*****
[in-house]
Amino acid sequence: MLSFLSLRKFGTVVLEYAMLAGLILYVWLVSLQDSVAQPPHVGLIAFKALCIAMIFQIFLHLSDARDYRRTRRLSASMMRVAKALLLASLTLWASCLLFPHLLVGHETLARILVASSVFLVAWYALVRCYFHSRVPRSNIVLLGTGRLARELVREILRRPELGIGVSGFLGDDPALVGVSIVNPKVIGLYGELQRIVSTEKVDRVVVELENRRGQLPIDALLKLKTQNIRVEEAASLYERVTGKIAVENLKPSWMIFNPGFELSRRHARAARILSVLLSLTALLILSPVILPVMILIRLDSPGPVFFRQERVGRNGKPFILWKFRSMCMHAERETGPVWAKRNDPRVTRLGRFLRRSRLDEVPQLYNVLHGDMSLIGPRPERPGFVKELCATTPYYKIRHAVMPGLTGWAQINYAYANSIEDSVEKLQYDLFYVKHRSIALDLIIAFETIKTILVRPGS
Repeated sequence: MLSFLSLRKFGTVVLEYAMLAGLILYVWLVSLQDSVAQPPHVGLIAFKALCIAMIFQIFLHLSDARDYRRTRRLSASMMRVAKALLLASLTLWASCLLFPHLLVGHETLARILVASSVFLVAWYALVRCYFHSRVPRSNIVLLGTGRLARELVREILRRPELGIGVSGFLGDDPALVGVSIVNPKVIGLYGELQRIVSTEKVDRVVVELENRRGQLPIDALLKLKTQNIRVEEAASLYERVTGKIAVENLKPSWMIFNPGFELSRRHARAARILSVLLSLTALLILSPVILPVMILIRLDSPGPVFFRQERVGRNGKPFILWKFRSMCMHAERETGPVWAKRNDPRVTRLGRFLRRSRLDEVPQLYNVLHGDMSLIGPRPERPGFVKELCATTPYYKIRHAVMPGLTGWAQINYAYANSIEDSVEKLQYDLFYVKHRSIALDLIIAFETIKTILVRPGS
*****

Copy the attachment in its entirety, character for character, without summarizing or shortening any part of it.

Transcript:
[in-house]
Amino acid sequence: MLSFLSLRKFGTVVLEYAMLAGLILYVWLVSLQDSVAQPPHVGLIAFKALCIAMIFQIFLHLSDARDYRRTRRLSASMMRVAKALLLASLTLWASCLLFPHLLVGHETLARILVASSVFLVAWYALVRCYFHSRVPRSNIVLLGTGRLARELVREILRRPELGIGVSGFLGDDPALVGVSIVNPKVIGLYGELQRIVSTEKVDRVVVELENRRGQLPIDALLKLKTQNIRVEEAASLYERVTGKIAVENLKPSWMIFNPGFELSRRHARAARILSVLLSLTALLILSPVILPVMILIRLDSPGPVFFRQERVGRNGKPFILWKFRSMCMHAERETGPVWAKRNDPRVTRLGRFLRRSRLDEVPQLYNVLHGDMSLIGPRPERPGFVKELCATTPYYKIRHAVMPGLTGWAQINYAYANSIEDSVEKLQYDLFYVKHRSIALDLIIAFETIKTILVRPGS
Repeated sequence: MLSFLSLRKFGTVVLEYAMLAGLILYVWLVSLQDSVAQPPHVGLIAFKALCIAMIFQIFLHLSDARDYRRTRRLSASMMRVAKALLLASLTLWASCLLFPHLLVGHETLARILVASSVFLVAWYALVRCYFHSRVPRSNIVLLGTGRLARELVREILRRPELGIGVSGFLGDDPALVGVSIVNPKVIGLYGELQRIVSTEKVDRVVVELENRRGQLPIDALLKLKTQNIRVEEAASLYERVTGKIAVENLKPSWMIFNPGFELSRRHARAARILSVLLSLTALLILSPVILPVMILIRLDSPGPVFFRQERVGRNGKPFILWKFRSMCMHAERETGPVWAKRNDPRVTRLGRFLRRSRLDEVPQLYNVLHGDMSLIGPRPERPGFVKELCATTPYYKIRHAVMPGLTGWAQINYAYANSIEDSVEKLQYDLFYVKHRSIALDLIIAFETIKTILVRPGS